Bobbi Renae Swan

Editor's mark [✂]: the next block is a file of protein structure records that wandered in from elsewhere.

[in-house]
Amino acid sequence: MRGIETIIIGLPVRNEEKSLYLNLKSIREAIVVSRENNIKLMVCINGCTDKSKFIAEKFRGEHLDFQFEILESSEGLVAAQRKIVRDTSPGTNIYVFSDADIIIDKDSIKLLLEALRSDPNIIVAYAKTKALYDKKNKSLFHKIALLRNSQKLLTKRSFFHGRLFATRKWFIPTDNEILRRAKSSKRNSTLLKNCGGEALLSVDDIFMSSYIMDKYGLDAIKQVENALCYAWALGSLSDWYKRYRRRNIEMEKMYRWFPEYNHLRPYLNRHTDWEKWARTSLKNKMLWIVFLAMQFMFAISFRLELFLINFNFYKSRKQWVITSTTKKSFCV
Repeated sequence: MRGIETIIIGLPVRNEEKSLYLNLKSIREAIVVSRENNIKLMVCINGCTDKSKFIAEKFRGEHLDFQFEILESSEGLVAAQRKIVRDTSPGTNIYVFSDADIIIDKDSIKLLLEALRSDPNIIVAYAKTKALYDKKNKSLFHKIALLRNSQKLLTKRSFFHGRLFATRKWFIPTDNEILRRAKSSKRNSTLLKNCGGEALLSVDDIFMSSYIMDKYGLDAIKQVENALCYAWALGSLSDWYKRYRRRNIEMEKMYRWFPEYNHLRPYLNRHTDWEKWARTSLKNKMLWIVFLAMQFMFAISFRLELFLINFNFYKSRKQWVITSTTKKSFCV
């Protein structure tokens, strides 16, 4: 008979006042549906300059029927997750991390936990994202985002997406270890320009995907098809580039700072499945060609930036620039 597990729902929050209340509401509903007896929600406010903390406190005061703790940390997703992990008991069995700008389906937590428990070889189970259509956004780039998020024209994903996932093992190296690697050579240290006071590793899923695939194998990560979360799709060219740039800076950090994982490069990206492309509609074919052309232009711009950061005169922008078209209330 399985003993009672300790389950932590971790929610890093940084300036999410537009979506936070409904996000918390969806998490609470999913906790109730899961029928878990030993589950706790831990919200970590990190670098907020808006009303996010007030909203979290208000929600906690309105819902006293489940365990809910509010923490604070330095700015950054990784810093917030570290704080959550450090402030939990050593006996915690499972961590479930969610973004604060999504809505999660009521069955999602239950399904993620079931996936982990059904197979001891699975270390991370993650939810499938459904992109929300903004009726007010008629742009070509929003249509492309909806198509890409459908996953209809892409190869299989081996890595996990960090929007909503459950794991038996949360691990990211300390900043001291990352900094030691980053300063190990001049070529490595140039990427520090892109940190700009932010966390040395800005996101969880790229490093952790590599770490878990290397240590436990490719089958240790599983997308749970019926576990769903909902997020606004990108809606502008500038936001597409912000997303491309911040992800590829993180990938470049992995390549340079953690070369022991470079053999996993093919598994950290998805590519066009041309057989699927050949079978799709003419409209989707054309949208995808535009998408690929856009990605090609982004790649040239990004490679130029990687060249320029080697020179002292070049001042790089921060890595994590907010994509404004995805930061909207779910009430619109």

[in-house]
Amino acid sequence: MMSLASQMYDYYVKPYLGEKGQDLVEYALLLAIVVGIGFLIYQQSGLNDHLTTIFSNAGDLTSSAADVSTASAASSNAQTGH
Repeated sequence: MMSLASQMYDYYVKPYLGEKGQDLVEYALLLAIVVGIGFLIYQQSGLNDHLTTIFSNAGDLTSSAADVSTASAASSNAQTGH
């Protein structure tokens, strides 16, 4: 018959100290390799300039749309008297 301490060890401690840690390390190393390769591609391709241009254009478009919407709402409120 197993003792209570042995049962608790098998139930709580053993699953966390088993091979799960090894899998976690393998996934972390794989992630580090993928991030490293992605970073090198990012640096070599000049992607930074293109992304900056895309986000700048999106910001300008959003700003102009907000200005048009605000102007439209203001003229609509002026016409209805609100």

September 15, 1930December 26, 2018